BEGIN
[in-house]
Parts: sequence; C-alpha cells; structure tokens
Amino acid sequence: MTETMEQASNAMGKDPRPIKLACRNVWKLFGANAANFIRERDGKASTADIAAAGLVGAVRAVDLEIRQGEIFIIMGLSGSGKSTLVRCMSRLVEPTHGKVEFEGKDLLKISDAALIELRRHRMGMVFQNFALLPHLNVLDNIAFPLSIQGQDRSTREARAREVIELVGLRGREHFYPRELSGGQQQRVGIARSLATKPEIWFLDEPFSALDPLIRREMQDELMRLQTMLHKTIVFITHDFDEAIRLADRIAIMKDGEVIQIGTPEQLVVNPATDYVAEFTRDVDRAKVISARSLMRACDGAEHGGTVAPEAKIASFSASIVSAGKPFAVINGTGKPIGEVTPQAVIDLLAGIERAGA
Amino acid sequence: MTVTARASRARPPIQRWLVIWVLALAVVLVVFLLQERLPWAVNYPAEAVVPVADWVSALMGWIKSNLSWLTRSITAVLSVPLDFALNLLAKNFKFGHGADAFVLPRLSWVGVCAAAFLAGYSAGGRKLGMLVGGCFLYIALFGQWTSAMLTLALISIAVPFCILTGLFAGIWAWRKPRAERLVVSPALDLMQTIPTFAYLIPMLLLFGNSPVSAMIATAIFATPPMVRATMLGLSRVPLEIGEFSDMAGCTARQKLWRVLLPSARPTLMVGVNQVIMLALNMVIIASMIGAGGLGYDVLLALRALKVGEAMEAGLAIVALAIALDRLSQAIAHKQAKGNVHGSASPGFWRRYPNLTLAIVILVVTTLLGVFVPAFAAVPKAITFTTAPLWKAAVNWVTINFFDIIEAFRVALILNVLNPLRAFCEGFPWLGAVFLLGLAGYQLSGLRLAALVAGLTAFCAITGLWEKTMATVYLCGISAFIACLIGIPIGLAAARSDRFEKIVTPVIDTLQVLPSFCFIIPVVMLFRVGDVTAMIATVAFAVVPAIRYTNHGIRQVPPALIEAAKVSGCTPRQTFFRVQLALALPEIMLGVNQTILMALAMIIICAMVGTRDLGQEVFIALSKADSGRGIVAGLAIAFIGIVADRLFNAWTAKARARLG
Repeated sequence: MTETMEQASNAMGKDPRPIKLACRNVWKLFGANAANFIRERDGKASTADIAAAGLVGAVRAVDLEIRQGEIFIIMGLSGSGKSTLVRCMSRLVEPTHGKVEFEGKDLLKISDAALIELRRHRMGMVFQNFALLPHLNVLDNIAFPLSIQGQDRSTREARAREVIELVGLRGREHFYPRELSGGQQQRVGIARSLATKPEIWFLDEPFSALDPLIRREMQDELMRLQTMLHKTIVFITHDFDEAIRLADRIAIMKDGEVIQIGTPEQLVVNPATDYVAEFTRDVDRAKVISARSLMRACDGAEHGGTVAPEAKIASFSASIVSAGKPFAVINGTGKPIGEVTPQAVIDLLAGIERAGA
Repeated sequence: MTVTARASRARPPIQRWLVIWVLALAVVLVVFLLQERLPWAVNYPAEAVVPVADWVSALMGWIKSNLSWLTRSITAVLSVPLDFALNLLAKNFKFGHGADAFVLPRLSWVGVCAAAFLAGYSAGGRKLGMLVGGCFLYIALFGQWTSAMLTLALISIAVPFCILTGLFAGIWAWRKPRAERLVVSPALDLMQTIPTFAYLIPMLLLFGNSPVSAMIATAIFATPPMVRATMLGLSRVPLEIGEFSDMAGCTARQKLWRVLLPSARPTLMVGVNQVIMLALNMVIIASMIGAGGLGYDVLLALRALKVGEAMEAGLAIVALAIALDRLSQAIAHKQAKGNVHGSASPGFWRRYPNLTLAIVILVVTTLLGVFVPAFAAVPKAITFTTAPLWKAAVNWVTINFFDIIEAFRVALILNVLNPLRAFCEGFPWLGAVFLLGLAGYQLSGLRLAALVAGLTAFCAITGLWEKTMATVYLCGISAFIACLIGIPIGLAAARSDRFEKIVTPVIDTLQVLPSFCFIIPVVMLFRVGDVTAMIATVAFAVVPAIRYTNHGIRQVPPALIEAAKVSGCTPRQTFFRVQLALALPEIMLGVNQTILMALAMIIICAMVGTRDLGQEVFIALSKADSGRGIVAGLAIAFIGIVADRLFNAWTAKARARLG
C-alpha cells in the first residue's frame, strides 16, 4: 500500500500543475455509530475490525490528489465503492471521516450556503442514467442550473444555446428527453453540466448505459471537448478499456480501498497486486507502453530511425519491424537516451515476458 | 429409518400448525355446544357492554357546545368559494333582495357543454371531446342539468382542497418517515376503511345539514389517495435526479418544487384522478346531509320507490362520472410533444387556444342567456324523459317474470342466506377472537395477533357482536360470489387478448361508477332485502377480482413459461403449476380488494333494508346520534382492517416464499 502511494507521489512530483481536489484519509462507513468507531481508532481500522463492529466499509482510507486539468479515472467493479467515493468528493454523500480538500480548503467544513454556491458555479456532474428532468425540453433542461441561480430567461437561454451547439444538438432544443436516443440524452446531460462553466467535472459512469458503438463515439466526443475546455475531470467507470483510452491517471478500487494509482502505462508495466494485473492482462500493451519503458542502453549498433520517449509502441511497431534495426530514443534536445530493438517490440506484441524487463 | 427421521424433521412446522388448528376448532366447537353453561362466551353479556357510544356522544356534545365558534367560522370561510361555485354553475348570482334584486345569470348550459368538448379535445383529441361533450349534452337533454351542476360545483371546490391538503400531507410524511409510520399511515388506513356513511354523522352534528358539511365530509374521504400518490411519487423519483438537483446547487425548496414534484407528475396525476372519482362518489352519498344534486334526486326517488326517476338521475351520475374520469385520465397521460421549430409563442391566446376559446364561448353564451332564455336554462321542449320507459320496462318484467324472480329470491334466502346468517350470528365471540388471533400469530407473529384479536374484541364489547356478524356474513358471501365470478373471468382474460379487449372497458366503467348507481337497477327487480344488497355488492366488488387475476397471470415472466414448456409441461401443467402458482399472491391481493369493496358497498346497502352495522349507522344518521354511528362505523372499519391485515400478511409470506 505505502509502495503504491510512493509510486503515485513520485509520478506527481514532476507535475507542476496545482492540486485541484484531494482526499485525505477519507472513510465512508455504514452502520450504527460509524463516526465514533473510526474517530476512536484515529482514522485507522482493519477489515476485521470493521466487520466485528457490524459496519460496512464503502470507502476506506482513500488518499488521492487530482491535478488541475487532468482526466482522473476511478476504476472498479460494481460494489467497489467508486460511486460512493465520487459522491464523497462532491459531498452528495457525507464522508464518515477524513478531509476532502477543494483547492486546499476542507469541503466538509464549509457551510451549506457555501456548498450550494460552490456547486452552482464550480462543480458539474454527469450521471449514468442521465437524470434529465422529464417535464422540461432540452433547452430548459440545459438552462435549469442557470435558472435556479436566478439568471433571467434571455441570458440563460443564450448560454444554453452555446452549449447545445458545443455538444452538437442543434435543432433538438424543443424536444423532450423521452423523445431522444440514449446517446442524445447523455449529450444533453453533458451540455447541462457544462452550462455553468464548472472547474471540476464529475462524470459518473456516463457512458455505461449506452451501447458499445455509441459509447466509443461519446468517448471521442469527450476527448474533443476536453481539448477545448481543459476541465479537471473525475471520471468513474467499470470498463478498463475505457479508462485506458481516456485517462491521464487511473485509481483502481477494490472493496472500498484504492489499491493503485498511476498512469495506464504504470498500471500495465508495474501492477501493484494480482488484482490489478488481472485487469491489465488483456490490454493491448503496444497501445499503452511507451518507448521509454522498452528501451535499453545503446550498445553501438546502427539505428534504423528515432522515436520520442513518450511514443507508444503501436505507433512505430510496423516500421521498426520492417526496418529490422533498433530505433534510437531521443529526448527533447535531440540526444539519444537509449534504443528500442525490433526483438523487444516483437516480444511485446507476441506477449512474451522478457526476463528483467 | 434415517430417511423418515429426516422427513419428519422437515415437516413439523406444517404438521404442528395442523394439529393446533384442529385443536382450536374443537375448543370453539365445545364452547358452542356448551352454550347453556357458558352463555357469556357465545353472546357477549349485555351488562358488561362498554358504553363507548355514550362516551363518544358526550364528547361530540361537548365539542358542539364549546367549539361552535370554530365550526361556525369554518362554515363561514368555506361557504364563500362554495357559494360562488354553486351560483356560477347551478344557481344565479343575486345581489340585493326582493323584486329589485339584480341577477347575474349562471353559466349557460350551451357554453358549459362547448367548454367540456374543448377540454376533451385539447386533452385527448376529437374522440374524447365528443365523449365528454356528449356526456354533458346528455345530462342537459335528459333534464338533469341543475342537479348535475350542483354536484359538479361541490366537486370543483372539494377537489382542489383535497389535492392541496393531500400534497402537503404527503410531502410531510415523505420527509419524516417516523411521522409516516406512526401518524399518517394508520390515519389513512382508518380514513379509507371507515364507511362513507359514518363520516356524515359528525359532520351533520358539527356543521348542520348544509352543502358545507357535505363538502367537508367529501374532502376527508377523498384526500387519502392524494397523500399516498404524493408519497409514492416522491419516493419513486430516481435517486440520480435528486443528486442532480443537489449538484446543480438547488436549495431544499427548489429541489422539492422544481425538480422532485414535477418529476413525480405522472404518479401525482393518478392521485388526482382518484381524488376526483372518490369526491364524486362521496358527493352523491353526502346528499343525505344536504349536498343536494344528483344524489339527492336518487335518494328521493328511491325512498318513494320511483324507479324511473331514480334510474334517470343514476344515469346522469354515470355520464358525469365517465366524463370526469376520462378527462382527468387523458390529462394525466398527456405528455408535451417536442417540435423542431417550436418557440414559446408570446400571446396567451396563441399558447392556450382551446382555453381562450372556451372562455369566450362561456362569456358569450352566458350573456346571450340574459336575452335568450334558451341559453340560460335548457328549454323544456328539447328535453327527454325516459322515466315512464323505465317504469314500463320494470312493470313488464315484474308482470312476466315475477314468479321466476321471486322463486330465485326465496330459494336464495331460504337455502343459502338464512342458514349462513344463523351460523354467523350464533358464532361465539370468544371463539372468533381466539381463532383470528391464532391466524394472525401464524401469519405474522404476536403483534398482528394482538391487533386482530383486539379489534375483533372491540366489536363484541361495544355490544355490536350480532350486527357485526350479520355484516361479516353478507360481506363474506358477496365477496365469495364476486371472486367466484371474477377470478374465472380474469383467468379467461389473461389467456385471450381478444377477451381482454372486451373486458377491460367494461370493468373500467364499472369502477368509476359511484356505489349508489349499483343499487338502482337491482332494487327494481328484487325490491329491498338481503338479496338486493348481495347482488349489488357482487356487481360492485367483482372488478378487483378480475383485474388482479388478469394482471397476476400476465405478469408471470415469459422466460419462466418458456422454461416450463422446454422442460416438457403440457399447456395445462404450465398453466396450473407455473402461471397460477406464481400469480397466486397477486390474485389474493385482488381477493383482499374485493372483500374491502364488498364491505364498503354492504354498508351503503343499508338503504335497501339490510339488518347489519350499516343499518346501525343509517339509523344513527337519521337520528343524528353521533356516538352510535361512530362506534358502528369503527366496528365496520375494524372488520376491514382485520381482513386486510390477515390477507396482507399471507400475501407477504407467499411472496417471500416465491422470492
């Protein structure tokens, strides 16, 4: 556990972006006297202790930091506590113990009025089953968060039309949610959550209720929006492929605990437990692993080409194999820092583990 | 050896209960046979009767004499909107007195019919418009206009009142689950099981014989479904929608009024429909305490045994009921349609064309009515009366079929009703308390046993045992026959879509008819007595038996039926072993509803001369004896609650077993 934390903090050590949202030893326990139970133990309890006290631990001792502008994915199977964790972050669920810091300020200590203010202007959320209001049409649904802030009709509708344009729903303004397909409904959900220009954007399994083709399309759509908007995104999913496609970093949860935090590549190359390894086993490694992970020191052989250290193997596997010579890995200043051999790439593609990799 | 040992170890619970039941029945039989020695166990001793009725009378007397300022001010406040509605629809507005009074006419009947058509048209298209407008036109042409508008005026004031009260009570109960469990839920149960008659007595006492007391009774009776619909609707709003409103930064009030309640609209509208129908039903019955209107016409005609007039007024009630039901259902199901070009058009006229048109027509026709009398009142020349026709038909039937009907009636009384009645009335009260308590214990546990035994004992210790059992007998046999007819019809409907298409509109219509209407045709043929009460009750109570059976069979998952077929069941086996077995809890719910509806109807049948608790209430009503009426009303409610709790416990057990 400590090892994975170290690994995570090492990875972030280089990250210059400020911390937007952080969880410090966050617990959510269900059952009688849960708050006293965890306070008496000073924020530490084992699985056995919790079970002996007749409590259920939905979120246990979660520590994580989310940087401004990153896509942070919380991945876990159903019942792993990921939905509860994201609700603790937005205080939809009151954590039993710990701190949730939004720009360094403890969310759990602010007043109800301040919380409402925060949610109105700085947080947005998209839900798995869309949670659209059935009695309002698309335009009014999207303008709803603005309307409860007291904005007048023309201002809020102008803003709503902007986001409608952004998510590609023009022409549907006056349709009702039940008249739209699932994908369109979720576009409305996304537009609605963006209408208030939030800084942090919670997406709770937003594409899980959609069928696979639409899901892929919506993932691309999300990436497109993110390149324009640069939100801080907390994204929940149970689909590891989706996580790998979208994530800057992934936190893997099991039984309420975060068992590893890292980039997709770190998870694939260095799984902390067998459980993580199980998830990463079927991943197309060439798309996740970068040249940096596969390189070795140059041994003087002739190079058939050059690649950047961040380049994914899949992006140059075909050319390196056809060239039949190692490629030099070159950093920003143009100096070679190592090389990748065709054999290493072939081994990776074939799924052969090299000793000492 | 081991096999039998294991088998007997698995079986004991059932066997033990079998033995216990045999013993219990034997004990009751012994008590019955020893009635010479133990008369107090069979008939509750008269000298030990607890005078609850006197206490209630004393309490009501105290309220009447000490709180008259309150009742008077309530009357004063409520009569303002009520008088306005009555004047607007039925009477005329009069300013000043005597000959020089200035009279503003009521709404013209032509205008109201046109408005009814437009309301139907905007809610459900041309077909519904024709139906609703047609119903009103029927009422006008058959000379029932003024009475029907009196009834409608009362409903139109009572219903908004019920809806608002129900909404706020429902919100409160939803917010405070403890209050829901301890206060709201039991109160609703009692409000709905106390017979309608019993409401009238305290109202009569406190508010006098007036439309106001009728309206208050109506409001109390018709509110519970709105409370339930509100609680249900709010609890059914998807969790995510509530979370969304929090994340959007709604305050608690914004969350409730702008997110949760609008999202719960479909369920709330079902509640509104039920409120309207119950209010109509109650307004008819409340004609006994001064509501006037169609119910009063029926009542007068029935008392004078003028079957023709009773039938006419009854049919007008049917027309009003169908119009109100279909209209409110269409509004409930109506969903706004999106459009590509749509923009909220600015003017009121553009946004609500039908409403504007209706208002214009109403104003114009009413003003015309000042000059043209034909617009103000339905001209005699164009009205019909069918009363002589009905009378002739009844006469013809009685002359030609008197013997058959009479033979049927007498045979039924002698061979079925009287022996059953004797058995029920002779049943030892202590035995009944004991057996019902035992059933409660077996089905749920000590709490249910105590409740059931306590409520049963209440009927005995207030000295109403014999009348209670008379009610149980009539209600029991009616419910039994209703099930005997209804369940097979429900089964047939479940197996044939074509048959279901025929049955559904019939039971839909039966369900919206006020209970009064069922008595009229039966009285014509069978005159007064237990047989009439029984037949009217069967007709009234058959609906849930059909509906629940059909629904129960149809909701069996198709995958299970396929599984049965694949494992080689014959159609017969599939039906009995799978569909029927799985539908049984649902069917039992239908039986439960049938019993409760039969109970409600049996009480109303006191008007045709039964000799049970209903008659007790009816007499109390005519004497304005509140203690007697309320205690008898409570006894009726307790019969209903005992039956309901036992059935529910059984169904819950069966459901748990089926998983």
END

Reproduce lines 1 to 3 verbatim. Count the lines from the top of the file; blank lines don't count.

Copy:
[in-house]
Parts: sequence; C-alpha cells; structure tokens
Amino acid sequence: MTETMEQASNAMGKDPRPIKLACRNVWKLFGANAANFIRERDGKASTADIAAAGLVGAVRAVDLEIRQGEIFIIMGLSGSGKSTLVRCMSRLVEPTHGKVEFEGKDLLKISDAALIELRRHRMGMVFQNFALLPHLNVLDNIAFPLSIQGQDRSTREARAREVIELVGLRGREHFYPRELSGGQQQRVGIARSLATKPEIWFLDEPFSALDPLIRREMQDELMRLQTMLHKTIVFITHDFDEAIRLADRIAIMKDGEVIQIGTPEQLVVNPATDYVAEFTRDVDRAKVISARSLMRACDGAEHGGTVAPEAKIASFSASIVSAGKPFAVINGTGKPIGEVTPQAVIDLLAGIERAGA